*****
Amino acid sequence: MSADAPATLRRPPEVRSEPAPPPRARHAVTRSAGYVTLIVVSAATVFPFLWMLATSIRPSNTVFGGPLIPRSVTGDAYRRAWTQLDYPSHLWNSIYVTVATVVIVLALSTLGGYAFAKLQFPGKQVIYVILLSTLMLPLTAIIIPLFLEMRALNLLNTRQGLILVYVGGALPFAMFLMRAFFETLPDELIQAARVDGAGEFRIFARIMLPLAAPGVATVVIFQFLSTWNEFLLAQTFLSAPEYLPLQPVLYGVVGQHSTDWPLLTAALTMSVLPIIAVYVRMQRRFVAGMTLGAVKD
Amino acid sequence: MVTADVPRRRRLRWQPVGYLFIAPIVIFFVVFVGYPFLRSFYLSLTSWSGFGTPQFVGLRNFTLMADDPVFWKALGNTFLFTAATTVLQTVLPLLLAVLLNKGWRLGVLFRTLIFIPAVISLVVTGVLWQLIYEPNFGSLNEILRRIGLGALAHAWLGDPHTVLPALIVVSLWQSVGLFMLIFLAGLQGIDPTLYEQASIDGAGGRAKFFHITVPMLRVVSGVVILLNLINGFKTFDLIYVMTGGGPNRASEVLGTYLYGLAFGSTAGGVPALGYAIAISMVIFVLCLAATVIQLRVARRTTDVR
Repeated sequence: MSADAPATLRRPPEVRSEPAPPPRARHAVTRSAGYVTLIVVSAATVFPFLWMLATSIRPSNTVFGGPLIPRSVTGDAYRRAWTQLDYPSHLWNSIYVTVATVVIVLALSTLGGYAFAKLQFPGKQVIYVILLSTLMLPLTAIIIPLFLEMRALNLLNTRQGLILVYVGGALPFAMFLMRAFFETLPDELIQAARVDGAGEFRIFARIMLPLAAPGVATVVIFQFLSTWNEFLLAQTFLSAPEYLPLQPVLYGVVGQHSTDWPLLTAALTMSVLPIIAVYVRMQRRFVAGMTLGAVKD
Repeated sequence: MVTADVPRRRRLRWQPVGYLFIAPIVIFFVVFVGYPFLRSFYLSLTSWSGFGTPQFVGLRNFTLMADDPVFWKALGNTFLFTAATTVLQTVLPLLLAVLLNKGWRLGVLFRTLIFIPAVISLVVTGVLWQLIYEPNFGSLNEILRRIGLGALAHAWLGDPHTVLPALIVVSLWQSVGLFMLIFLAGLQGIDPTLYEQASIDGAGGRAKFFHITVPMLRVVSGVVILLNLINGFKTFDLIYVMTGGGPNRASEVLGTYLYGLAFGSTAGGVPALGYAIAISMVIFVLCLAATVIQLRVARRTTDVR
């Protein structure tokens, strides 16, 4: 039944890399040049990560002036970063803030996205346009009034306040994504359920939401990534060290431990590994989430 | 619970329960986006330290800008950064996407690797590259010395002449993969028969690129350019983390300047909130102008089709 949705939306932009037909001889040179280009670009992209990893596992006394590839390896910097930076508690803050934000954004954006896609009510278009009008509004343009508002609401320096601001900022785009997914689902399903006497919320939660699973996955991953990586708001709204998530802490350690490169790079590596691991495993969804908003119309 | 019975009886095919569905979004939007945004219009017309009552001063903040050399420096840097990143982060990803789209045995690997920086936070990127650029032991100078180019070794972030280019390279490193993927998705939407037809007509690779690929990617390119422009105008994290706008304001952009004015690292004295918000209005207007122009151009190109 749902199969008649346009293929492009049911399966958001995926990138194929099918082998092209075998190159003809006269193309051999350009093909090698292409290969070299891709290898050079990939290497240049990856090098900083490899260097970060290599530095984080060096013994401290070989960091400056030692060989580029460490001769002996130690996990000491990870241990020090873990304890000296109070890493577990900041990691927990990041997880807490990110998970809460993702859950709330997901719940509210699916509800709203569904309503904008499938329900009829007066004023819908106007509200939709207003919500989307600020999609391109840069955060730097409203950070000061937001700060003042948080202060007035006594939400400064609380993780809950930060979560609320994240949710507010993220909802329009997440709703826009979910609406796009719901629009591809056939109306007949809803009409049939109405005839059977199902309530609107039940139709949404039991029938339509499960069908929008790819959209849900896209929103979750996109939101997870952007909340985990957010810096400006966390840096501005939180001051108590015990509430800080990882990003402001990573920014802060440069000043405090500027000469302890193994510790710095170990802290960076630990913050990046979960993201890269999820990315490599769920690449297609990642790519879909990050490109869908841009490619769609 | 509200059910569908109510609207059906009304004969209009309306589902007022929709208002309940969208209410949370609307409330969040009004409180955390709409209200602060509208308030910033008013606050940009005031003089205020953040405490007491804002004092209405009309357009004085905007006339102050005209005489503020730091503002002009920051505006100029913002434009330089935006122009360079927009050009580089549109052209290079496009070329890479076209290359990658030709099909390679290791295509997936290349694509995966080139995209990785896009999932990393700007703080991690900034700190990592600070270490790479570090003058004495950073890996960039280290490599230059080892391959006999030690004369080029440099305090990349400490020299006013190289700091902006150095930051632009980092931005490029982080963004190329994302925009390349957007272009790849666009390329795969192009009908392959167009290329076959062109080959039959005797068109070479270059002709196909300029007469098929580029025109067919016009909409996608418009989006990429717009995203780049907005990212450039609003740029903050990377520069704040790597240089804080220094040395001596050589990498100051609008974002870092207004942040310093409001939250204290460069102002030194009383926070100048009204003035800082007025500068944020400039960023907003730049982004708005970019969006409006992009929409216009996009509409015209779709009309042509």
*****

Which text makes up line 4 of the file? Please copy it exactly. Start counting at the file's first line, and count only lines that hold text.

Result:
Repeated sequence: MVTADVPRRRRLRWQPVGYLFIAPIVIFFVVFVGYPFLRSFYLSLTSWSGFGTPQFVGLRNFTLMADDPVFWKALGNTFLFTAATTVLQTVLPLLLAVLLNKGWRLGVLFRTLIFIPAVISLVVTGVLWQLIYEPNFGSLNEILRRIGLGALAHAWLGDPHTVLPALIVVSLWQSVGLFMLIFLAGLQGIDPTLYEQASIDGAGGRAKFFHITVPMLRVVSGVVILLNLINGFKTFDLIYVMTGGGPNRASEVLGTYLYGLAFGSTAGGVPALGYAIAISMVIFVLCLAATVIQLRVARRTTDVR